The convoy that took me and Kana was a special convoy. There were guys (commanded by a captain) who failed to requalify to serve as policemen. They said the price for a positive decision could reach 5 thousand dollars. In the evening they were convoying us even though they were no longer policemen: with no weapons, no police ID's - they had to surrender them within 15 hours - that's the way life is. And still - they were delighted! Yes - they had a problem, yes - they had to find new jobs, but on their faces there was an expression of relief. And we said to  them: 'Ak zhol, you guys' (Kazakh: "a shiny path", have a bright future), they were lucky they wouldn't  flies in uniforms squashed between two wet camels running towards the throne...


Meanwhile Kana yelled his profane rap to avoid weeping, in the prison hall he went at the young guard who addressed him informally as if they were on first-name terms: "Kindly stop addressing me as if we were on first name terms, sir. Would you deign to be polite to arrestees." The guard, a decent chap, understood it all at once, he stepped back and the conflict faded. It was all so outspoken, so comprehensive, so palpable - it wasn't even a tableau beyond forgetting, it was a sensation of pain resulting from the unavoidable and an understanding of that I will be glad if anyone now reading this will give a second thought to  their ideas and lead their lives in a more responsible way.


That sort of education had better be extramural. It can take longer, it can be poorer - but it's still better that way... All that I've now described has no relation whatsoever to fair justice, just as something real is not related to something that doesn't exist in nature. Even if a guilty person is tried and they get what they deserve, it's not because of justice, that the guilty one had no possibility (or wish) to evade it. A "good" policeman, a  "good" prosecutor, a "good" judge is just as utopic as delicious shit. Got that?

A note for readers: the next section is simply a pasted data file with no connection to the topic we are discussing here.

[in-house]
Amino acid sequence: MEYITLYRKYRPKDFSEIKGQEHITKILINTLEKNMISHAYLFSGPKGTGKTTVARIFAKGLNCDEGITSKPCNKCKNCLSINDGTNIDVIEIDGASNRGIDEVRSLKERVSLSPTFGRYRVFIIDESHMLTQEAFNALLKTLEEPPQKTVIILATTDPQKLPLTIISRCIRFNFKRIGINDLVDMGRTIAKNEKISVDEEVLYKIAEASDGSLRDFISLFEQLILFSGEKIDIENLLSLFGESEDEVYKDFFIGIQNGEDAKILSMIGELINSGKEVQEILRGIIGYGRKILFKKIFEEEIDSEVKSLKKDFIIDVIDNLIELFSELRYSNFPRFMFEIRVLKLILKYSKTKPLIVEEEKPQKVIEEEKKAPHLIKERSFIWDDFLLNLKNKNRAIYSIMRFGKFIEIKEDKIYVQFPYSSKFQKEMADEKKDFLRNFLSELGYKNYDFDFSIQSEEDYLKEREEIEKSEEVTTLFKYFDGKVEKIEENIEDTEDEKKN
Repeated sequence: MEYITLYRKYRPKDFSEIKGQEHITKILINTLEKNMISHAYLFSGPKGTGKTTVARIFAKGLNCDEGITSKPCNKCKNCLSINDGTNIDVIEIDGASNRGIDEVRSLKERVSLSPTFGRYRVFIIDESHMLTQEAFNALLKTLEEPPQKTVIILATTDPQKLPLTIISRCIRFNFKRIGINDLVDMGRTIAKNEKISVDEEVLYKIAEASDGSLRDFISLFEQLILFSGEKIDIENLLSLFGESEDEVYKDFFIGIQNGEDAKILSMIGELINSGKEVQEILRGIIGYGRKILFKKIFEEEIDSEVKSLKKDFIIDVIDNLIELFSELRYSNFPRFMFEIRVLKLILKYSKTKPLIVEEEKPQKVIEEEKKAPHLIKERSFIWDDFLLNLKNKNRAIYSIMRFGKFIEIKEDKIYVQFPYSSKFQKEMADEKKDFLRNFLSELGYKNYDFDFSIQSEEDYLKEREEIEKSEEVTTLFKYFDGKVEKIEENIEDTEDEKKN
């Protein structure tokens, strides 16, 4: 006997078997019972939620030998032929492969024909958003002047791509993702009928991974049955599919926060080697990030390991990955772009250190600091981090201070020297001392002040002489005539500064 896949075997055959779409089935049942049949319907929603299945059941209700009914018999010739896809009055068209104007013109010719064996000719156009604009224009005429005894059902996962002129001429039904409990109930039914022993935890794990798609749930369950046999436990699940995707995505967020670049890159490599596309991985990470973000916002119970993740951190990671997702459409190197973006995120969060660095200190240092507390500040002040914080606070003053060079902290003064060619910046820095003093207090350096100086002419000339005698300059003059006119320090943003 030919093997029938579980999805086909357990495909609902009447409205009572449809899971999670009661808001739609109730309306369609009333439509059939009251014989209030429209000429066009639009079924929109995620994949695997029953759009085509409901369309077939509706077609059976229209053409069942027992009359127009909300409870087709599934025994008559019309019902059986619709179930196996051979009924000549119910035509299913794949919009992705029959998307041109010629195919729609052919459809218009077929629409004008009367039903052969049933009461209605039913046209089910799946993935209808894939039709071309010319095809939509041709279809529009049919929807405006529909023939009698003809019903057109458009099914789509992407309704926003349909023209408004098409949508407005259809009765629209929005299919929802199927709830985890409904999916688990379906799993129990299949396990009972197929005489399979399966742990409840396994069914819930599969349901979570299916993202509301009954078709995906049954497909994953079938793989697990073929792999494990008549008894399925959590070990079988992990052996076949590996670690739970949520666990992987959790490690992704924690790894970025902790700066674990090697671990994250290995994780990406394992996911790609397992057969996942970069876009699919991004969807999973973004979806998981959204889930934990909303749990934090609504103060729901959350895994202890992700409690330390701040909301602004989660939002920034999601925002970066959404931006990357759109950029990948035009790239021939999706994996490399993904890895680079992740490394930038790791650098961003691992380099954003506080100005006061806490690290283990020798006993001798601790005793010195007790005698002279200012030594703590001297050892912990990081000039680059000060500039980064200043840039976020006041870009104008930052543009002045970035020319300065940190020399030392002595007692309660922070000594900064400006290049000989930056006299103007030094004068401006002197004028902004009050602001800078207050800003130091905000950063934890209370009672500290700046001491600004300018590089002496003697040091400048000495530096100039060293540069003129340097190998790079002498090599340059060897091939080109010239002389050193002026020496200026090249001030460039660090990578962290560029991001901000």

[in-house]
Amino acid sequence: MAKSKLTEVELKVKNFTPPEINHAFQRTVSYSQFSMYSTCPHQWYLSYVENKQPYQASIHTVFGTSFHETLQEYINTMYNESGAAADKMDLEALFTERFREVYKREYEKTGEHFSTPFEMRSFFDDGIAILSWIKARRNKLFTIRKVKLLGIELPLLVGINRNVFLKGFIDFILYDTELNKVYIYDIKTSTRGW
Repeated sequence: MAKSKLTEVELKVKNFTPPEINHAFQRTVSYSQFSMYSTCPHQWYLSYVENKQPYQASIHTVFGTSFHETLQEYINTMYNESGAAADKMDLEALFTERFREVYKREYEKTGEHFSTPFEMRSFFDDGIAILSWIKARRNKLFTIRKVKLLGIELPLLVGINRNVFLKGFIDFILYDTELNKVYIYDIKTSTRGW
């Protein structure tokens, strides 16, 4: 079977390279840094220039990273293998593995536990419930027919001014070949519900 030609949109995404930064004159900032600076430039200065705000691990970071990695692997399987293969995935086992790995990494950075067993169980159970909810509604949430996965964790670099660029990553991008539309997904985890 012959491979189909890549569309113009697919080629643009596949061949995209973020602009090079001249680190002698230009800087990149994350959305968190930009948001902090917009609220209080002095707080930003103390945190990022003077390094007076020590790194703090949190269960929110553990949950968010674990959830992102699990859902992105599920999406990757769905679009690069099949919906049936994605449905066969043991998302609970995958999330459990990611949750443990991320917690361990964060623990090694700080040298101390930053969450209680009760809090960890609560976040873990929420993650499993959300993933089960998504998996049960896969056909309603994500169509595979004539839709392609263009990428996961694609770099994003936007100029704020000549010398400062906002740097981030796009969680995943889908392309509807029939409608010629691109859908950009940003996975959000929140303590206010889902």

That's the right impression of our system of justice. The system is as crooked as a pig's dick, as a winding ass hole, and nothing straight can get into it, and even if it does get squeezed in by accident, it will be destroyed by it or smashed out in order to protect the very system.  The people nearby should be only those who are like everyone else: those who bribe, are bribed, use connections, commit crimes and maintain silence. Others are a threat, because there's nothing that could be used against them, they cannot be controlled, they can't be put where they belong.


Basically, in all, you can sometimes come across those who have automatically retained something human about them, somewhere very deep inside, for themselves, and sometimes it transpires. Or the newcomers  who can be sergeant-controllers. Their relatives have painstakingly put them there having paid a high price, and they still don't understand it all. Once they come to understand, some individuals will leave and others become just like everyone else. And there is no one and nothing that could possibly persuade me to the contrary because that's the essence. Just like the truth that the sun shines and heats, and that pain is when there's a cry, and only then is it a word. Even when you can't hear the cry. That cry exists just like the other side of the moon, which we cannot see.

tags: prison jail Kozlov Vladimir time brother convicted institution court trial period stories people help month assaliants truck kazakhstan convoy